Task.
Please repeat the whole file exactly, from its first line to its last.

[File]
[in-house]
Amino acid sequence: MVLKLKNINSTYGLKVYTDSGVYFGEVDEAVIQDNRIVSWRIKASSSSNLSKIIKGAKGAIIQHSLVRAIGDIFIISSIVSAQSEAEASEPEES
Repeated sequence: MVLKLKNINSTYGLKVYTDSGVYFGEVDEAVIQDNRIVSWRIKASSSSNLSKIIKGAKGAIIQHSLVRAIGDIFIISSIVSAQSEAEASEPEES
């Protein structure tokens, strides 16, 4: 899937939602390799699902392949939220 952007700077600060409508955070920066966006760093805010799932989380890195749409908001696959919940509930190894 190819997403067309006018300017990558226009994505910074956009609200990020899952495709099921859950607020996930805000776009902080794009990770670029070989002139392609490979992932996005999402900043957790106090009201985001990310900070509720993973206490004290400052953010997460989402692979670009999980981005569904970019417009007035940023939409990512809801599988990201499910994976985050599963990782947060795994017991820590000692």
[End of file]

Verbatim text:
[in-house]
Amino acid sequence: MVLKLKNINSTYGLKVYTDSGVYFGEVDEAVIQDNRIVSWRIKASSSSNLSKIIKGAKGAIIQHSLVRAIGDIFIISSIVSAQSEAEASEPEES
Repeated sequence: MVLKLKNINSTYGLKVYTDSGVYFGEVDEAVIQDNRIVSWRIKASSSSNLSKIIKGAKGAIIQHSLVRAIGDIFIISSIVSAQSEAEASEPEES
């Protein structure tokens, strides 16, 4: 899937939602390799699902392949939220 952007700077600060409508955070920066966006760093805010799932989380890195749409908001696959919940509930190894 190819997403067309006018300017990558226009994505910074956009609200990020899952495709099921859950607020996930805000776009902080794009990770670029070989002139392609490979992932996005999402900043957790106090009201985001990310900070509720993973206490004290400052953010997460989402692979670009999980981005569904970019417009007035940023939409990512809801599988990201499910994976985050599963990782947060795994017991820590000692």